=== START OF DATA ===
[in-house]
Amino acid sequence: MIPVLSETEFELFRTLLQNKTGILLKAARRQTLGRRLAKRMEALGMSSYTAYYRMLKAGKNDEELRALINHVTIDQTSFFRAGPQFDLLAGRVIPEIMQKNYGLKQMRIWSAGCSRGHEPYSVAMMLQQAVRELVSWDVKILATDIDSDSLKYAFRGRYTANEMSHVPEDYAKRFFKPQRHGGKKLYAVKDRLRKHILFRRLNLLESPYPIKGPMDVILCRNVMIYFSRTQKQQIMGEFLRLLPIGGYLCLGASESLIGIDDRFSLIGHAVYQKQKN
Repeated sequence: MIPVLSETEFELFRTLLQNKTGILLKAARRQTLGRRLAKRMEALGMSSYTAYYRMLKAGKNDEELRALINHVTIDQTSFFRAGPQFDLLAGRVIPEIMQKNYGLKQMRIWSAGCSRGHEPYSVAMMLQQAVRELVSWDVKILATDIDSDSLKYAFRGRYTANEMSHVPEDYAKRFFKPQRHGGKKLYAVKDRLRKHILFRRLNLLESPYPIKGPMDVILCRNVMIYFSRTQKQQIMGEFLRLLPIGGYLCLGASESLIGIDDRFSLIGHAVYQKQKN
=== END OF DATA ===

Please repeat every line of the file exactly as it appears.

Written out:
[in-house]
Amino acid sequence: MIPVLSETEFELFRTLLQNKTGILLKAARRQTLGRRLAKRMEALGMSSYTAYYRMLKAGKNDEELRALINHVTIDQTSFFRAGPQFDLLAGRVIPEIMQKNYGLKQMRIWSAGCSRGHEPYSVAMMLQQAVRELVSWDVKILATDIDSDSLKYAFRGRYTANEMSHVPEDYAKRFFKPQRHGGKKLYAVKDRLRKHILFRRLNLLESPYPIKGPMDVILCRNVMIYFSRTQKQQIMGEFLRLLPIGGYLCLGASESLIGIDDRFSLIGHAVYQKQKN
Repeated sequence: MIPVLSETEFELFRTLLQNKTGILLKAARRQTLGRRLAKRMEALGMSSYTAYYRMLKAGKNDEELRALINHVTIDQTSFFRAGPQFDLLAGRVIPEIMQKNYGLKQMRIWSAGCSRGHEPYSVAMMLQQAVRELVSWDVKILATDIDSDSLKYAFRGRYTANEMSHVPEDYAKRFFKPQRHGGKKLYAVKDRLRKHILFRRLNLLESPYPIKGPMDVILCRNVMIYFSRTQKQQIMGEFLRLLPIGGYLCLGASESLIGIDDRFSLIGHAVYQKQKN